Article
Full-text available
The strength of the avian stress response declines with age. A recently published study of European starlings ( Sturnus vulgaris ) found that a marker of biological age predicted the strength of the stress response even in individuals of the same chronological age. Specifically, birds that had experienced greater developmental telomere attrition (D...
Article
Full-text available
The cyclic ratio (CR) schedule is a behavioural assay developed to study feeding in rats, in which the number of operant responses required to obtain food reward (the ratio requirement) increases and then decreases in a repeating cycle. In a recent study, we used the CR schedule with European starlings (Sturnus vulgaris) to investigate the effects...
Book
Full-text available
This is the book version of my essay project Hanging on to the Edges. Follow the link for access to the PDF or to order paper copies.
Article
Full-text available
Telomeres have been proposed as a biomarker that integrates the impacts of different kinds of stress and adversity into a common currency. There has as yet been no overall comparison of how different classes of exposure associate with telomeres. We present a meta-analysis of the literature relating telomere measures to stresses and adversities in h...
Preprint
Full-text available
Impulsivity refers to the valuation of future rewards relative to immediate ones. From an evolutionary perspective, we should expect impulsivity to be sensitive to the current state of the organism (for example, hunger), and also its long-term developmental history. There is evidence that both current hunger and childhood socioeconomic deprivation...
Article
Full-text available
Regulation of mass in small birds is based on simultaneously minimizing starvation and predation risk, but the mechanisms birds use to assess starvation risk are still debated. While we know that birds anticipate periods of unpredictable food availability/energy expenditure (e.g. the winter and night) by increasing their fat reserves, we do not kno...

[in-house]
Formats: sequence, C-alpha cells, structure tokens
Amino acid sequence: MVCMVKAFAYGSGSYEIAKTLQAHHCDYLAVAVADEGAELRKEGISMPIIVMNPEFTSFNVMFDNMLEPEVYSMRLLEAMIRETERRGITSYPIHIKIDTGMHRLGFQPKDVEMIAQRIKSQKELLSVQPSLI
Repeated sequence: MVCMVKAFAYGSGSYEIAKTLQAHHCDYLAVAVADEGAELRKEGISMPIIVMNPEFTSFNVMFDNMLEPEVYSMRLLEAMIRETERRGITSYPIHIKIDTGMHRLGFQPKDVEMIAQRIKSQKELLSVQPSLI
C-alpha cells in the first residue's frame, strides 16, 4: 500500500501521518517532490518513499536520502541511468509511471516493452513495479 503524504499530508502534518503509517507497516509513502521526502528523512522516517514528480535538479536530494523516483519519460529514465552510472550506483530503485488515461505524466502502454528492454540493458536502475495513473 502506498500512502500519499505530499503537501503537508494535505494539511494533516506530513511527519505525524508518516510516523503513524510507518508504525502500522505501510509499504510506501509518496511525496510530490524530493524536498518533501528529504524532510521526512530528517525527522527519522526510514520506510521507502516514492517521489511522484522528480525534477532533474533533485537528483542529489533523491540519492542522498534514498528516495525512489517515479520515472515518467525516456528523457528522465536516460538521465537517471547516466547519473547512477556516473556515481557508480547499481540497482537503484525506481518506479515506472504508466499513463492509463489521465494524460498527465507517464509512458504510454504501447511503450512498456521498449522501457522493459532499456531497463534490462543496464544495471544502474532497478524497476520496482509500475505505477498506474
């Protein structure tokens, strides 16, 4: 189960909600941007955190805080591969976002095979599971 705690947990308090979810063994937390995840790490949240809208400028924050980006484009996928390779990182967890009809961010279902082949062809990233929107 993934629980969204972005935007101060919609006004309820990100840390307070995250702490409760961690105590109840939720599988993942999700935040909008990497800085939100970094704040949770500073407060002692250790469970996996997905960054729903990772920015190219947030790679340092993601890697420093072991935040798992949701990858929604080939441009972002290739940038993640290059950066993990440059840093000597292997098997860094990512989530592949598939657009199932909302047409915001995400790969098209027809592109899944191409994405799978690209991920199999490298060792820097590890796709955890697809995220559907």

Preprint
Full-text available
The responsiveness of the avian stress system declines with age. A recently published study of European starlings ( Sturnus vulgaris ) found that a marker of biological age predicted stress responsiveness even in individuals of the same chronological age. Specifically, birds that had experienced greater developmental telomere attrition showed a low...
Preprint
The responsiveness of the avian stress system declines with age. A recently published study of European starlings ( Sturnus vulgaris ) found that a marker of biological age predicted stress responsiveness even in individuals of the same chronological age. Specifically, birds that had experienced greater developmental telomere attrition showed a low...
Article
Full-text available
Food insecurity is associated with high body weight for women but not men in affluent Western societies. However, it is not currently known what behavioural or psychological mechanisms drive this association. Moreover, it is also unknown whether only current experience of food insecurity in adulthood is important, or there are lasting effects of ch...
Article
Full-text available
In the last decades, developmental origins of health and disease (DOHaD) has emerged as a central framework for studying early‐life effects, that is, the impact of fetal and early postnatal experience on adult functioning. Apace with empirical progress, theoreticians have built mathematical models that provide novel insights for DOHaD. This article...
Chapter
Full-text available
Buddhism and the replication crisis
Preprint
Full-text available
Telomeres have been proposed as a biomarker that integrates the impacts of different kinds of stress and adversity into a common currency. There has as yet been no overall comparison of how different classes of exposure associate with telomeres. We present a meta-analysis of the literature relating telomere measures to stresses and adversities in h...